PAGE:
Skip to main content

Long read: The beauty and drama of video games and their clouds

"It's a little bit hard to work out without knowing the altitude of that dragon..."

If you click on a link and make a purchase we may receive a small commission. Read our editorial policy.

Why Magic The Gathering has become an annual gaming franchise

Amid the trials of Microsoft's submission process, Duels of the Planeswalkers dev lays its cards on the table.

Stainless Games' digital version of cult card game Magic the Gathering is one of the most popular titles on Xbox Live. This summer will see the developer pump out the series third incarnation, Duels of the Planeswalkers 2013.

It's the second title in just two years of what could now be an annual franchise. But it wasn't always supposed to be that way.

"What we wanted to do originally was, as we're living in the modern digital download era, make a game and just carry on releasing DLC for it, and go on forever," Ben Gunstone, the game's production director, told Eurogamer. "That proved in the real-world to be very difficult, within the constraints of Xbox, mainly."

Not only does Microsoft limit the amount of DLC packs that a developer can release, it also has a notoriously expensive system for managing game updates.

"It's to do with title update limitations," Gunstone continued. "You can get around it, and we did get around it, but it became such a complicated affair. If you ever updated the original Duels game it essentially deletes itself and re-downloads itself.

"Submissions aren't free and if you keep on doing them it becomes a sliding scale... the tail doesn't make so much money towards the end."

Discussing Microsoft's update fees, which Double Fine boss Tim Schafer previously pegged as costing as much as $40,000 (about £25,500) per patch, Gunstone admitted it was "a lot of money for a studio, for anyone. It's a lot of money for products which cost 800 Microsoft Points [about £6.80]. You have to be really sure about it, so when you're continually doing it..."

Duels 2013 will launch on PC, PlayStation 3, Xbox 360 and, for the first time, iPad. It's been hard work, Gunstone admitted. "QA becomes a big strain, when you're pumping things out on multiple platforms at the same time. It's growing like a beast.

"We have quite close relationships with the guys at Xbox, at Sony and the guys at Valve for Steam as well. With XBLA we'll have weekly conference calls with Microsoft. They give us some high barriers to jump but it always makes for a better game in the end."

"Submissions aren't free and if you keep on doing them it becomes a sliding scale..."

Both Sony and Microsoft are involved in projects like Duels from the moment a game's concept is submitted. This relationship continues through to the game's final compliance testing, which determines when the title is ready to launch. Both Microsoft and Sony can excise a "veto" on submissions.

Even games that aren't first-party products, like Duels 2013, work with Microsoft Studios on the game's launch. A copy of the title is spirited away by an "elite test group" that works on compatibility testing.

"They'll take it away and come back in a couple of weeks and say how likely you are to pass compliance. Once you've got it past those guys you're pretty sure you'll be alright," Gunstone revealed.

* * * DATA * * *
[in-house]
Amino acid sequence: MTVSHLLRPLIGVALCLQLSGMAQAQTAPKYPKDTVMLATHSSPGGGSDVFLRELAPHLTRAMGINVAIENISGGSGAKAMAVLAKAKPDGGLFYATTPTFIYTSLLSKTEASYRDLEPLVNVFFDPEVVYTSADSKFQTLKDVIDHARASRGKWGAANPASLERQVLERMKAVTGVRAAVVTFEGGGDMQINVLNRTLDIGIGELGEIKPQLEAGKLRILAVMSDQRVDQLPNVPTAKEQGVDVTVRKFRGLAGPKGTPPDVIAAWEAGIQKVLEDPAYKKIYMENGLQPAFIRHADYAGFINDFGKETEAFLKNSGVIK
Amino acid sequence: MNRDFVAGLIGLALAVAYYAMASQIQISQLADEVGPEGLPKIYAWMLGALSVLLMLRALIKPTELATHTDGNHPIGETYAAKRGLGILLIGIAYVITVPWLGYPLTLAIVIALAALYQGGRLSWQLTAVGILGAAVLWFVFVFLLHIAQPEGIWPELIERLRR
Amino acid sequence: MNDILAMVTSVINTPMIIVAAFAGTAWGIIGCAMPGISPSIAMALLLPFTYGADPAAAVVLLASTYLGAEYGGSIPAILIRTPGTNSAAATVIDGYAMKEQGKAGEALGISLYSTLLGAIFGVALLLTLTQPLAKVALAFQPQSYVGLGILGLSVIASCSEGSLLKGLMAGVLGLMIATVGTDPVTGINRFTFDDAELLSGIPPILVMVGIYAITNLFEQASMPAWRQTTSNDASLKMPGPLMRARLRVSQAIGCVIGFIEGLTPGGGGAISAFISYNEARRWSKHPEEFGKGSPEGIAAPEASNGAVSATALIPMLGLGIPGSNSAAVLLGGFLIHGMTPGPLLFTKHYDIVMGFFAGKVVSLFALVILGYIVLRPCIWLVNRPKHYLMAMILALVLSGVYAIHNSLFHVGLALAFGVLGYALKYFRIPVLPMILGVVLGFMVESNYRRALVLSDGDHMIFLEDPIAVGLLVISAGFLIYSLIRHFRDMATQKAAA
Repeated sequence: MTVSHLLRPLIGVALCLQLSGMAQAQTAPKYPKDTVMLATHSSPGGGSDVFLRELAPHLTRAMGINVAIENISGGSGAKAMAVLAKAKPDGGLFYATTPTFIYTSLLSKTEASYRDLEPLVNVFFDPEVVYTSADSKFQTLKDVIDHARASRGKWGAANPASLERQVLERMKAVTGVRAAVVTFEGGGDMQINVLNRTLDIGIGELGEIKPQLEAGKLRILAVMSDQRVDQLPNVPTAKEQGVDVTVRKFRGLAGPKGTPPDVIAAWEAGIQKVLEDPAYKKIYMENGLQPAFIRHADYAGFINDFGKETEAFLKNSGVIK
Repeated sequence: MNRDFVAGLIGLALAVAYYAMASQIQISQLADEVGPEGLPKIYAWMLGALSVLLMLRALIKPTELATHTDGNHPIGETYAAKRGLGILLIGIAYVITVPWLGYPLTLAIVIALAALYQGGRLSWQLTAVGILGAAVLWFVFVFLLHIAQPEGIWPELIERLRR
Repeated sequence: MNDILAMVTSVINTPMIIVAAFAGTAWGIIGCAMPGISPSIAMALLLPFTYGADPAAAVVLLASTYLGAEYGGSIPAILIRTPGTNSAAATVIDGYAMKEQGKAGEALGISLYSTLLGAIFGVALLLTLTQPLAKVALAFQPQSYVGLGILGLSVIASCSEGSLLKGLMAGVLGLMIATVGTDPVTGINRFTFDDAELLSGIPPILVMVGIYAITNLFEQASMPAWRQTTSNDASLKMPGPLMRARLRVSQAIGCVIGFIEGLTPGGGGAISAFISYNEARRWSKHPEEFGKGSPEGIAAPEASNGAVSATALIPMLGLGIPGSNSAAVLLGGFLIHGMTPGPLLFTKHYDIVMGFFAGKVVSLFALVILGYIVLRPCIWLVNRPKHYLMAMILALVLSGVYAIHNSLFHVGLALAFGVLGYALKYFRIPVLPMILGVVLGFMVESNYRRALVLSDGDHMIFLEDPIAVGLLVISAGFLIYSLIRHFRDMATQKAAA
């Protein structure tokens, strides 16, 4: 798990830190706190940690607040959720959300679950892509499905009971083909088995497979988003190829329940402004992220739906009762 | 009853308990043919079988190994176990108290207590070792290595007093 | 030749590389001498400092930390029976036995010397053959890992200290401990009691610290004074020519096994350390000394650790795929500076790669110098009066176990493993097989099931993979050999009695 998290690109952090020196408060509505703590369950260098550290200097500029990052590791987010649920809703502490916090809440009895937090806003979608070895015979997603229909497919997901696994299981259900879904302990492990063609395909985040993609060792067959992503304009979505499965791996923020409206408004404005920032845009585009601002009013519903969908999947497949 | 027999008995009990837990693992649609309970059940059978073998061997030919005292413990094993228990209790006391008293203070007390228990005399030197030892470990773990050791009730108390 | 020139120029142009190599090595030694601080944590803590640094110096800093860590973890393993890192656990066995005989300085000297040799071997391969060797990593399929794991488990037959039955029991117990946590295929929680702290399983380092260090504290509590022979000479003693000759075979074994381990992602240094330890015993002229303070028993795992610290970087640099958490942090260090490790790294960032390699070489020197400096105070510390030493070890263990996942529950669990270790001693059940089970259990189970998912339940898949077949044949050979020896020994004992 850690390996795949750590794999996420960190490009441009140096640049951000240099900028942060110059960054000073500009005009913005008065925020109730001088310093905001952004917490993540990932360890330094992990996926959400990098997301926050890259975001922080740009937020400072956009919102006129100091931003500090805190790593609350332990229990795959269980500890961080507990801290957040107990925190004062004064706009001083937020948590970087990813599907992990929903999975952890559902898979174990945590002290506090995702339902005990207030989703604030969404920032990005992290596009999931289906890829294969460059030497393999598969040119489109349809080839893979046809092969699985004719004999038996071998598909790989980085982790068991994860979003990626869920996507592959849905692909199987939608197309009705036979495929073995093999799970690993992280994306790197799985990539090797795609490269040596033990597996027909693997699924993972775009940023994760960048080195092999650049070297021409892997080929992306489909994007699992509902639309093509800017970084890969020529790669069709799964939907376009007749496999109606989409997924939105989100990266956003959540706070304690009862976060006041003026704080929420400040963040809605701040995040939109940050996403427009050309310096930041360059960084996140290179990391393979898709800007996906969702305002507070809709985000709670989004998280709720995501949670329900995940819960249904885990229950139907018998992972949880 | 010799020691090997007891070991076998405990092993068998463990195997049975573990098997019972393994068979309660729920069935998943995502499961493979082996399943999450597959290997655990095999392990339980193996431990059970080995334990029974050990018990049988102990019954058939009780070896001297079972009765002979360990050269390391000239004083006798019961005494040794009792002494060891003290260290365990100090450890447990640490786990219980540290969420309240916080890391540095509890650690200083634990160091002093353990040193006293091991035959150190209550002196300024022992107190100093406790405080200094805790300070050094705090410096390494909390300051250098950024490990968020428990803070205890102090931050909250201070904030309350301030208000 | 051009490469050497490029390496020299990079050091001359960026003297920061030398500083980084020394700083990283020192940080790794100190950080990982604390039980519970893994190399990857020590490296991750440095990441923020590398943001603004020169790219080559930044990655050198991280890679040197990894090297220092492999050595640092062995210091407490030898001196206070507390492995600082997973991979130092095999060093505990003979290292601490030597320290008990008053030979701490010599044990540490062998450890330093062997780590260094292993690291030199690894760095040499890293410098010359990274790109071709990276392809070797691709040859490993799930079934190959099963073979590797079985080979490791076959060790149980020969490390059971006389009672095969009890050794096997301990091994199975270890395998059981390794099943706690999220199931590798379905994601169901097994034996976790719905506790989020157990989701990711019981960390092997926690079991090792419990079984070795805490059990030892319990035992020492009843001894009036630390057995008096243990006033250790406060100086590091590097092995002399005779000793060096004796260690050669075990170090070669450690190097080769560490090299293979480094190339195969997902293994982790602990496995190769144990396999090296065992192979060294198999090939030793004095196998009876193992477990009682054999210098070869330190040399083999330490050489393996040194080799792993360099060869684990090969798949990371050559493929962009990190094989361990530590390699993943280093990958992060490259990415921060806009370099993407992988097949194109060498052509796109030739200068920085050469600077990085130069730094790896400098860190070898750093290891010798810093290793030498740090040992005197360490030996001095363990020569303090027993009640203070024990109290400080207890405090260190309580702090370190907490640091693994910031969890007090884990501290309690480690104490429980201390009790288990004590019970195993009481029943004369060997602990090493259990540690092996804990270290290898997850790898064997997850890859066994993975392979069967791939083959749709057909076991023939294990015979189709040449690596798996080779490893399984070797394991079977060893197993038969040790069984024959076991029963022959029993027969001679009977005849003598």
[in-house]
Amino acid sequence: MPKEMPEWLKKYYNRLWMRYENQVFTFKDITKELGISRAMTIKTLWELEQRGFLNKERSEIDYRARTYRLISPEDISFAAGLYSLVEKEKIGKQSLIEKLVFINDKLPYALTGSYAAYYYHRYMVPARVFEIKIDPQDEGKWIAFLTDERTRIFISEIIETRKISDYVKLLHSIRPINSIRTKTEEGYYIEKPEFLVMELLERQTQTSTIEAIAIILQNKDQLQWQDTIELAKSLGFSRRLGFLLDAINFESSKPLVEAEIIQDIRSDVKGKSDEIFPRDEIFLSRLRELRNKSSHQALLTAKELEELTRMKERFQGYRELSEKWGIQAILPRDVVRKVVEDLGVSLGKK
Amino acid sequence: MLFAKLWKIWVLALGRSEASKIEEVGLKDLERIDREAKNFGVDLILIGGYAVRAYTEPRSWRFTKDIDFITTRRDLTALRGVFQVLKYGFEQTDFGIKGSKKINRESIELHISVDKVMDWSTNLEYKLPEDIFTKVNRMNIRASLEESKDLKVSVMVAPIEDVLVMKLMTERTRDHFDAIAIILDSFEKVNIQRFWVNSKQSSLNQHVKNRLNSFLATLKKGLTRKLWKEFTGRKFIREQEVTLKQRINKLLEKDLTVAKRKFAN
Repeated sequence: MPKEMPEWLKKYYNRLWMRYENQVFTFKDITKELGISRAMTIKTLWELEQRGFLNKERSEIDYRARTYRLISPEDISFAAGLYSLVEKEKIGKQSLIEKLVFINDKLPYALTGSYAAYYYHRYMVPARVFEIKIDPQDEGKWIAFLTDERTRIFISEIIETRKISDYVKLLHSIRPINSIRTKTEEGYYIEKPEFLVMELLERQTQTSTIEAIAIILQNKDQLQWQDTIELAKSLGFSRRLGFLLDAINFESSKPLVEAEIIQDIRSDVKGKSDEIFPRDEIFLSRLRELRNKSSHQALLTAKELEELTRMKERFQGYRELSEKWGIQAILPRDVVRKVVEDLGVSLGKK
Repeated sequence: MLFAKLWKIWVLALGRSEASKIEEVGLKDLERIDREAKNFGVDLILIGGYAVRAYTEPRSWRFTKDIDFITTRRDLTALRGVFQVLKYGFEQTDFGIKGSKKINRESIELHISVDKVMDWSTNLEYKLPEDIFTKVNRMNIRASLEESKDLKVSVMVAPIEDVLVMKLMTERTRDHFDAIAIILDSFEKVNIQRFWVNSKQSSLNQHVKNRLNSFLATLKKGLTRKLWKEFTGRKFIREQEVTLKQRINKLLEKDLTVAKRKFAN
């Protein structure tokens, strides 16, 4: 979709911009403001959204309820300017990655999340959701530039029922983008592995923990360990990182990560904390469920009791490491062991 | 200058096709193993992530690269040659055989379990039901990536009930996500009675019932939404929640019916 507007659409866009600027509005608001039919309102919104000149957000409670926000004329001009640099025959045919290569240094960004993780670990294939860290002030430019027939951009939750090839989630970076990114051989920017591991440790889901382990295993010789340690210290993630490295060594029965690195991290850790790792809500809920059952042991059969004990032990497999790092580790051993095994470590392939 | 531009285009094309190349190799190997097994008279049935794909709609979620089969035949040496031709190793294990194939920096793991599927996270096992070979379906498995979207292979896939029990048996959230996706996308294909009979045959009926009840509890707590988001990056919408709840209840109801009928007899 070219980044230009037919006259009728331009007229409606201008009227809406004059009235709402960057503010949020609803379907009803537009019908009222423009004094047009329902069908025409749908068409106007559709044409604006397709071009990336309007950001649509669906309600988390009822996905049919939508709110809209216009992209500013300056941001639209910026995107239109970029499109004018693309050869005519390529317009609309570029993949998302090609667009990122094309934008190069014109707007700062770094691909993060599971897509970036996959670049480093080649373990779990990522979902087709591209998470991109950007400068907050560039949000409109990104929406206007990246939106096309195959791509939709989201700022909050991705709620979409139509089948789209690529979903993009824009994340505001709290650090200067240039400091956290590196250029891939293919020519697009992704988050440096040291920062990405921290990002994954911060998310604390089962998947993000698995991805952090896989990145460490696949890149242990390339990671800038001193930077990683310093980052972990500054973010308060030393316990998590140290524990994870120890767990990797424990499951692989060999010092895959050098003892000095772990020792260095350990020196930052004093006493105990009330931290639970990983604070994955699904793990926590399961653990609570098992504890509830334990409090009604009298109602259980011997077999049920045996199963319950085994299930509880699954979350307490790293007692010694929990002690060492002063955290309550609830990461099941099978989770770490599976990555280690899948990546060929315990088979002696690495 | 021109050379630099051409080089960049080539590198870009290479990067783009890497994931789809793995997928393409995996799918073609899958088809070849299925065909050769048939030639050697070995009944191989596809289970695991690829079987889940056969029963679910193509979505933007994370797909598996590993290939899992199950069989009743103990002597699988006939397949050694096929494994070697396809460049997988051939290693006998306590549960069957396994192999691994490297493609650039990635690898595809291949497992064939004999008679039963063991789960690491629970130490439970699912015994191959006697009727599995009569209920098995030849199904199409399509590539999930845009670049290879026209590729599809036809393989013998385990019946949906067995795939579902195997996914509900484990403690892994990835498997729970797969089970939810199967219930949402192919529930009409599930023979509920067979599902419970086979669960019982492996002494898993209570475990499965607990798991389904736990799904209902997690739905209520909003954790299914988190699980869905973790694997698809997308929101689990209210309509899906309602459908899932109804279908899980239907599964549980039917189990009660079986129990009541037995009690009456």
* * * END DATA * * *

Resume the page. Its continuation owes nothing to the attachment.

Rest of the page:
There are plenty of upsides to a new, annual release of the game too, Gunstone explained. A fresh launch will draw far more attention to the game than simply launching a new DLC pack. It also allows quicker response to fan feedback.

"You know the internet, we get equal measures of hate and love mail. There's some vociferous angry people, and some vociferous happy people.

"800 Points is a relatively trivial amount of money these days. To charge that once a year is not a big ask," Gunstone reasoned.

"In the end it's Wizards' product and we're working for them. So if they want to carry on doing yearly updates - and I don't see at the moment why we wouldn't - we should be able to make it happen."

"800 Points is a relatively trivial amount of money these days. To charge that once a year is not a big ask."

Duels 2013 will tie in to Wizard's main Magic the Gathering 2013 launches, with some spoiler-filled cards also included. There's also a new campaign, new challenges, 10 fresh decks to unlock and an extra multiplayer game mode, Planechase, which replaces Archenemy from last year's offering.

The game is being readied for launch this summer but is already near completion. This is due to the complexities of launching the game on so many platforms, Gunstone explained. "Our plan involves guaranteeing it comes out at a certain time so we have to plan for things to go horribly wrong and then make sure things don't go horribly wrong."

Stainless Games is optimistic of Duels 2013's future. "The game is a fantastic collaborative approach, without that sounding like w**k-words. We work directly with Wizards' R&D team who are the ultra-nerdy game designers who create Magic cards. They know their stuff."

The recent surge in popularity for XBLA could also help Duels 2013's chances. "Whenever big games come out it always raises the profile", Gunstone said, namechecking recent XBLA releases Trials Evolution and The Walking Dead.

"We've been on XBLA from the beginning with Crystal Quest, so we're very aware of the ups and downs of the visibility on the dashboard. It's never been promoted as wholly as it could be.

"If people are driven there once who've never been there before, they're more likely to go back again. It's like the Double Fine Kickstarter, the new people that were drawn to Kickstarter have gone on spending money there."